By their very nature, these were open-ended questions, and the only broad consensus that emerged was that inflation-targeting was not the magic bullet it was once thought to be and that strict inflation-targeting should yield to more flexible inflation-targeting, meaning that monetary policy should shift from just stabilising inflation alone to stabilising both inflation around the inflation target and real activity in the economy at its potential level, while simultaneously keeping an eye on financial stability.
Inflation-targeting in India
Coincidentally, in India too, a debate about inflation-targeting started picking up momentum at around the same time, triggered, in part, by two high-profile committee reports, one by Percy Mistry, and the other by Raghuram Rajan. While Mistry strongly urged that the gold standard for stabilising monetary policy is a transparent, independent inflation-targeting central bank, Rajan held that reorienting the Reserve Bank towards inflation- targeting will have to dovetail with the government’s commitment to maintaining fiscal discipline and not hold the central bank accountable for either the level or the volatility of the nominal exchange rate.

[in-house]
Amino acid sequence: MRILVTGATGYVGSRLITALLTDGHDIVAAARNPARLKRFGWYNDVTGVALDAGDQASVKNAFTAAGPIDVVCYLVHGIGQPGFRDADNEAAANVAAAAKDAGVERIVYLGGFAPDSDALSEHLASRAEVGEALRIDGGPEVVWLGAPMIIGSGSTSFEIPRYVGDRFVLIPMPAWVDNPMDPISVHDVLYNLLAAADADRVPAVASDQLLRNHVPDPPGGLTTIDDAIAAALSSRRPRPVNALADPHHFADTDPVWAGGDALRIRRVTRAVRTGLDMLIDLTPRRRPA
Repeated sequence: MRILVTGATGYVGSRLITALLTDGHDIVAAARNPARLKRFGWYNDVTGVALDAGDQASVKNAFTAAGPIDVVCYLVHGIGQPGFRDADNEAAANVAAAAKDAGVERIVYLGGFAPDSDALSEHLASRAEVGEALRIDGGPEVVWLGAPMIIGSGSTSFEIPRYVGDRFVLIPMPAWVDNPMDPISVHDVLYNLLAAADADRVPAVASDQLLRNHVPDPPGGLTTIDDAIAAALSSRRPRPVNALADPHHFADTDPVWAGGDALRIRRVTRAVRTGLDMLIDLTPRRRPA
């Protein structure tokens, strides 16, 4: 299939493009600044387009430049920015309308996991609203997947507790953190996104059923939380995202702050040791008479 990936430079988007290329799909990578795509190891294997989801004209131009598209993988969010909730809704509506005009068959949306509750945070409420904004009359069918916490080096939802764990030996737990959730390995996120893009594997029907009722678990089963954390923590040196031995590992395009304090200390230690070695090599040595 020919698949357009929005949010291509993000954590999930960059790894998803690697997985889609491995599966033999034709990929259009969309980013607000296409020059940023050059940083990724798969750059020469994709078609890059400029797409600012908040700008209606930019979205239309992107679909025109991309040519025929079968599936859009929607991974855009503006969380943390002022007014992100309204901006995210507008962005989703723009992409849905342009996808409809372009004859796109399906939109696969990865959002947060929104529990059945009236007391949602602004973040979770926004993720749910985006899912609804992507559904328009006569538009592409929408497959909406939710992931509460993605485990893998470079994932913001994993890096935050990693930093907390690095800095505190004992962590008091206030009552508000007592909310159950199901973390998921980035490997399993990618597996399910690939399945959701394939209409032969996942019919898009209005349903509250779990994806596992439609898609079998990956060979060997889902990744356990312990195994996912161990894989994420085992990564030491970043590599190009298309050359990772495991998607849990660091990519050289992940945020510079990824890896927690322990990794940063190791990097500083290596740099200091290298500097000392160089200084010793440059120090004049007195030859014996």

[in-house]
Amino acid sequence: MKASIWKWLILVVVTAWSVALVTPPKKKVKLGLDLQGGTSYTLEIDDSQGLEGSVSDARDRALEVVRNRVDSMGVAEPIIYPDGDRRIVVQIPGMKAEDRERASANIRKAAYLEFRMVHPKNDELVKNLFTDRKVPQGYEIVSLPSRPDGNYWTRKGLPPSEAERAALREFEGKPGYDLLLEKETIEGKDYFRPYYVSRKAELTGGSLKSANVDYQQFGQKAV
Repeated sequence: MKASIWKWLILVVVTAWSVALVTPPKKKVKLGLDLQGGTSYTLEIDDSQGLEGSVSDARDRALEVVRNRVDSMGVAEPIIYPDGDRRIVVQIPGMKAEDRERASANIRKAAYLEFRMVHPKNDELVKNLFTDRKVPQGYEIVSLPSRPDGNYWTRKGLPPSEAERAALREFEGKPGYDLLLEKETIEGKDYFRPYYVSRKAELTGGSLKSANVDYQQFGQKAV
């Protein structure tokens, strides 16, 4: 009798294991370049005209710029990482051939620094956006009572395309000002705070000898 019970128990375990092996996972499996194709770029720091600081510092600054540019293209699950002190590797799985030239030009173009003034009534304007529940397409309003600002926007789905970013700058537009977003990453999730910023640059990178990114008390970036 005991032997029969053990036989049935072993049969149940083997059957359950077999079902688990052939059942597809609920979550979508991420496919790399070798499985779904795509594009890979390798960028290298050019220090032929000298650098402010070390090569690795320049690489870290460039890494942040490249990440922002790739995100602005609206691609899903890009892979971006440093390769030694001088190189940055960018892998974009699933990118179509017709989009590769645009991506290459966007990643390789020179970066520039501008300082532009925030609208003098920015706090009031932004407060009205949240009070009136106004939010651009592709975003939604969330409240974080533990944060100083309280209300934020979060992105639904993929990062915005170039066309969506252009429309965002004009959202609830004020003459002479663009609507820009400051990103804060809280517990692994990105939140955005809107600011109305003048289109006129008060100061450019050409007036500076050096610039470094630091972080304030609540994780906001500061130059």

The Rajan committee formally presented its report to the prime minister in September 2008, shortly after I assumed office as governor. I was invited to that meeting as were some Cabinet ministers and advisers to the government. I recall that although the committee recommendations straddled a wide range of issues in the financial sector, almost the entire discussion at the meeting was on inflation-targeting.
Opinion was quite varied on whether it was advisable for the Reserve Bank to shift to an inflation target given our macroeconomic circumstances.